But, the idea that the Communist Party should mobilize the peasantry was not a new idea. As we saw back in episode 13, and again in episode 23, Li Dazhao had always felt that the peasants were important. And, formally at least, the idea that the Communist Party should mobilize the peasantry was widely accepted. At the October 1925 Central Committee meeting in Beijing, a peasant commission had been created as a way to organize Communist peasant organizing work, although the commission remained unstaffed until Mao took up the work of the commission in November 1926. What this shows is that, while there was a Communist commitment to peasant organizing, it was not prioritized.
Now, some Communists had been involved in peasant organizing under the auspices of the Guomindang. You also might have noticed that our discussions of the role of the commissars in the two Eastern Expeditions in Guangdong province in 1925, for instance, did involve some mobilization of peasants. In the near future, when we get to talking about Mao’s work as he dives into peasant organizing, we’ll talk about how that work had already been developing before Mao got into it.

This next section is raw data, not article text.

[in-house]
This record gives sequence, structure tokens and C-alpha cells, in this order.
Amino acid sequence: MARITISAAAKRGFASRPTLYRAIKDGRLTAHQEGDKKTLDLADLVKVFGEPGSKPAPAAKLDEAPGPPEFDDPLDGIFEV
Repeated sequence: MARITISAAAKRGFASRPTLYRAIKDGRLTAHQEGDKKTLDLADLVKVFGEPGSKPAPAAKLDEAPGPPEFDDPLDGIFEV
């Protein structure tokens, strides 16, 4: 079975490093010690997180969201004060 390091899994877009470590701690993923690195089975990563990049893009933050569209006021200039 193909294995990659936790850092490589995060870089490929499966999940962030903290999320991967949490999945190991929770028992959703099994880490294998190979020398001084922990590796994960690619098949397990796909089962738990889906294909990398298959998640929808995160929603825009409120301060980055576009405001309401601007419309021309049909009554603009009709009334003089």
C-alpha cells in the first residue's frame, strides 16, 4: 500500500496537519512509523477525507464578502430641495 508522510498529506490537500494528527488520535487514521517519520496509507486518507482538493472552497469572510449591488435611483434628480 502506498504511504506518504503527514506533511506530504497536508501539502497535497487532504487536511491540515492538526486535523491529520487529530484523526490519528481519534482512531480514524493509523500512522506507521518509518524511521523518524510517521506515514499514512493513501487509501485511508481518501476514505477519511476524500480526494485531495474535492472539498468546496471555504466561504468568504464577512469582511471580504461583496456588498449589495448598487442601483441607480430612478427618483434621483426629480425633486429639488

So, while the idea that Communists should organize and mobilize peasants was not new, what was new in Mao’s “Analysis of All the Classes in Chinese Society” was that Mao was saying that the strategy for revolution should be based on mobilizing the peasantry. Now, Mao implied this strongly but did not say it explicitly in this work. What Mao said was that a) our strategy has been wrong; and b) the largest number of people, by a huge margin, who will support the revolution are the peasants. It wasn’t hard to draw out the implications of what Mao was saying.